Patrick Gavin sits in the swank new lobby of Crozer-Keystone at Broomall and tries not to grit his teeth when asked about the latest piece of misinformation circulating throughout the medical community. Now that a definitive agreement has been signed, Crozer-Keystone Health System’s chief operating officer and executive vice president wants to set the record straight about Crozer’s future—and, as he explains, it’s all good news for patients and their doctors.
Prospect Medical Holdings is buying Crozer. The California-based company owns 13 hospitals and 40 clinics and outpatient centers in California, Texas and Rhode Island. Gavin says that Crozer’s board of directors chose Prospect because of its approach to medical care and its shared corporate values.
Similarities aside, Crozer will retain its name, and all of its properties will remain open. “Prospect will not sell or close any of the hospitals for at least 10 years following the closing date of the agreement,” says Grant Gegwich, Crozer’s vice president of public relations and marketing. “This does not mean that they will close anything at the 10 year mark. In Prospect’s history, they have never sold or closed a hospital.”
Rumors had circulated that Prospect would jettison some Crozer hospitals that serve low-income and under-insured patients, leaving them without healthcare. Not true, Gavin says. Crozer will become a for-profit system, but that won’t change patient care. “Our board screened the candidates very carefully,” he says. “Prospect was chosen based on its absolute commitment to charity care policies, which are the same or better than ours.”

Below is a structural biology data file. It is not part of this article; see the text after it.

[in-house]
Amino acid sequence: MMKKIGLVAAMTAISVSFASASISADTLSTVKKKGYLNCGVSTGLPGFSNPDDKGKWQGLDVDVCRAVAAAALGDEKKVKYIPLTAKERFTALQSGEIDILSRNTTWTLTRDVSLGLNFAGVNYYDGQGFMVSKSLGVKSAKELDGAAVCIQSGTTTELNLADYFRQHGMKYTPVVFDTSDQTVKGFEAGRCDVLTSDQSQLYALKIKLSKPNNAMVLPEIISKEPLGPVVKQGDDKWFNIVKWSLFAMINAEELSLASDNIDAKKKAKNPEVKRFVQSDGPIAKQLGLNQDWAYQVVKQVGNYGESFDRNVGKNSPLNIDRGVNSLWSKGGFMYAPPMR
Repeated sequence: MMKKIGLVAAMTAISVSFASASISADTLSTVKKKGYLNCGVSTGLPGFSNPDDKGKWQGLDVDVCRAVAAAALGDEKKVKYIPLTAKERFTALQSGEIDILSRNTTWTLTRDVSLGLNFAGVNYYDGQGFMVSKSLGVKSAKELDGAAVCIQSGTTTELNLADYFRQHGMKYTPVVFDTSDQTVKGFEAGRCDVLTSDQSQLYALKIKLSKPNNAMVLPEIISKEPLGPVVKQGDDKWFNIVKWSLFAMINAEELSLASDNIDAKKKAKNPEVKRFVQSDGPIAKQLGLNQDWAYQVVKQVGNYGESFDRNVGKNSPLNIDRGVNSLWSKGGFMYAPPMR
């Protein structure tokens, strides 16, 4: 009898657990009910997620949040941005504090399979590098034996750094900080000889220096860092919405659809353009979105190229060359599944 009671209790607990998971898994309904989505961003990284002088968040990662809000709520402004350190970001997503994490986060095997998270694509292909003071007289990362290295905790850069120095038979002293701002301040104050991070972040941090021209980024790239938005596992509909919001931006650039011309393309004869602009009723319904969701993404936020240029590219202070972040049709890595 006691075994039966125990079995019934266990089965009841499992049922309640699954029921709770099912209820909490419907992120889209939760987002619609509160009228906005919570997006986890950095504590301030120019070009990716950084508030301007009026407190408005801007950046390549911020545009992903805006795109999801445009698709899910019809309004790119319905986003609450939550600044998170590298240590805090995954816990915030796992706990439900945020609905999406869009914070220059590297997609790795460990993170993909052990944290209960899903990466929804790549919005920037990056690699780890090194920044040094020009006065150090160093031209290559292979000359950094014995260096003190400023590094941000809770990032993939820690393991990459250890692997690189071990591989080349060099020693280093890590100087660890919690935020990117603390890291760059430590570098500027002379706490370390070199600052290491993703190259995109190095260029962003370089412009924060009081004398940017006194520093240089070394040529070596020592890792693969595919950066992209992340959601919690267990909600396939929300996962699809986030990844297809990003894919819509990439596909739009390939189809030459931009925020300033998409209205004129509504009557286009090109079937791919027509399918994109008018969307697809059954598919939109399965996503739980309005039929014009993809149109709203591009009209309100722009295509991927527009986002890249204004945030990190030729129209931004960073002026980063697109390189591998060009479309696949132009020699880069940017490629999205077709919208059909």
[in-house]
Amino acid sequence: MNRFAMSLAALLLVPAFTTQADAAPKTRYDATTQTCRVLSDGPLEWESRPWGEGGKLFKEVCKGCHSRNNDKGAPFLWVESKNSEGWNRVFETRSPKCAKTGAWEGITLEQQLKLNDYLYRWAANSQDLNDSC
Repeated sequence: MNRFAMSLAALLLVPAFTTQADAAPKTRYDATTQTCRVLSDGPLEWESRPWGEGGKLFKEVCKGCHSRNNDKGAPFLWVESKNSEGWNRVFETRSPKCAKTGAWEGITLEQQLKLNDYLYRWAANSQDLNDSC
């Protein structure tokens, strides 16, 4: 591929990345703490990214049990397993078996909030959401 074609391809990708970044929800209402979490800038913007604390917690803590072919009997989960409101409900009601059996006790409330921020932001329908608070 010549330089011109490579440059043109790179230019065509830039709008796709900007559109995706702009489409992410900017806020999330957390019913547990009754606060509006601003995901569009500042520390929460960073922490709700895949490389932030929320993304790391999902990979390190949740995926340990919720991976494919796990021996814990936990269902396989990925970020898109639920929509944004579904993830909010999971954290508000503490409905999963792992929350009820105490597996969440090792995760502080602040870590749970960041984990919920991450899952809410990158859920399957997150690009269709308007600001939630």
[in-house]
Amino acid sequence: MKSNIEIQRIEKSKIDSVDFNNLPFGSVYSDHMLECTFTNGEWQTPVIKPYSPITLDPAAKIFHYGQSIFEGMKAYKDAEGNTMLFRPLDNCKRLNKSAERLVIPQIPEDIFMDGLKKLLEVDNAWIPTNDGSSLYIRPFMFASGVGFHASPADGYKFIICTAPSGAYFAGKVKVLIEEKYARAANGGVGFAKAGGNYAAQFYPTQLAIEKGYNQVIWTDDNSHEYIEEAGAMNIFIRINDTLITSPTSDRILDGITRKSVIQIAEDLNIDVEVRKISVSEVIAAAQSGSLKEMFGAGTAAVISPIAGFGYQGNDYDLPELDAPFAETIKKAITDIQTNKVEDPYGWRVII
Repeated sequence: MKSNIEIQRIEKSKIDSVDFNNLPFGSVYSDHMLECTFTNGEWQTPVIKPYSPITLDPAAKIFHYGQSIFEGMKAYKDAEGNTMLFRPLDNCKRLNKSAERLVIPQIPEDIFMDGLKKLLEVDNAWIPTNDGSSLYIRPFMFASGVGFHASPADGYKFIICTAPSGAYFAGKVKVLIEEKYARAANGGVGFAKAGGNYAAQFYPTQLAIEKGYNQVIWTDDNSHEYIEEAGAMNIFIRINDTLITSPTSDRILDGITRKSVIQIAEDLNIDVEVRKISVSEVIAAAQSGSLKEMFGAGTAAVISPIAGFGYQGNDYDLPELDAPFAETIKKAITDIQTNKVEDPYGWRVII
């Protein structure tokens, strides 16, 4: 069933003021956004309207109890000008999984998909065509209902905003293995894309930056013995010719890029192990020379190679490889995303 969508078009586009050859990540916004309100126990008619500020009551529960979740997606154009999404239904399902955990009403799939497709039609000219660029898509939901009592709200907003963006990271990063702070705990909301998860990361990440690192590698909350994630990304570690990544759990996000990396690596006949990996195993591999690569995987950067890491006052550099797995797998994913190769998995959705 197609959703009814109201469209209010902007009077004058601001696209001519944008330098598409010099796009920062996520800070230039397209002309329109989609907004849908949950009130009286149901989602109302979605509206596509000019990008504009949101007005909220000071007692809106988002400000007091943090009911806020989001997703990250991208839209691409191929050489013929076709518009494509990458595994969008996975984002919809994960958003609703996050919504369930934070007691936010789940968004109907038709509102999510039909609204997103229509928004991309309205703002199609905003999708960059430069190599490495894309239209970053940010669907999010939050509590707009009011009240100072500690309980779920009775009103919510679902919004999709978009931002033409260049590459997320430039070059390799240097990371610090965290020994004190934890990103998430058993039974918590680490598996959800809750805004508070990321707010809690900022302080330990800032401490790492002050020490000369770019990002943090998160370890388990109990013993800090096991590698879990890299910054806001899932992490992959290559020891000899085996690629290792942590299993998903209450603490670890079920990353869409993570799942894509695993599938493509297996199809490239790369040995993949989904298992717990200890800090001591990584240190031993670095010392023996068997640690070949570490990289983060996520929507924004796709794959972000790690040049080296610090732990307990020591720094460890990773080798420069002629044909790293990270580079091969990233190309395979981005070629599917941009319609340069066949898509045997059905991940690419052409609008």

Leaving no patient behind was critical for Crozer, Gavin says. “Crozer is committed to the entirety of the county, not just the wealthy portions of it,” he says. “We want to be clear about that. We’re proud of that, and Prospect is proud of that. Delaware County is Crozer country, and we aren’t going anywhere.”
In fact, Crozer is only going to get better, Gavin insists. Over the next five years, Prospect will inject a hefty dose of cash into the healthcare system: $100 million to fund the employee pension plan and $200 million in capital. Where that money goes has yet to be determined, but Gavin says it will be spent on strategic initiatives that will improve patient care and possibly expand Crozer’s footprint.
Case in point: The $16.5 million Broomall outpatient center that opened in January. The center is the latest example of Crozer’s five-star patient care, complete with a Four Seasons-like interior design, high-tech imaging and diagnostics, and extensive cancer care. As with Crozer’s Brinton Lake complex, Broomall is an example of coordinated regional care and population health management, both of which appear to be the future of the health system.
It’s a fair guess that at least some of Prospect’s $200 million will be spent on opening yet another high-end outpatient center in Delaware County. Where? Gavin isn’t saying. “Stay tuned,” he says with a smile. “There are great things to come.”
Read more about Crozer’s future in the April issue of Main Line Today.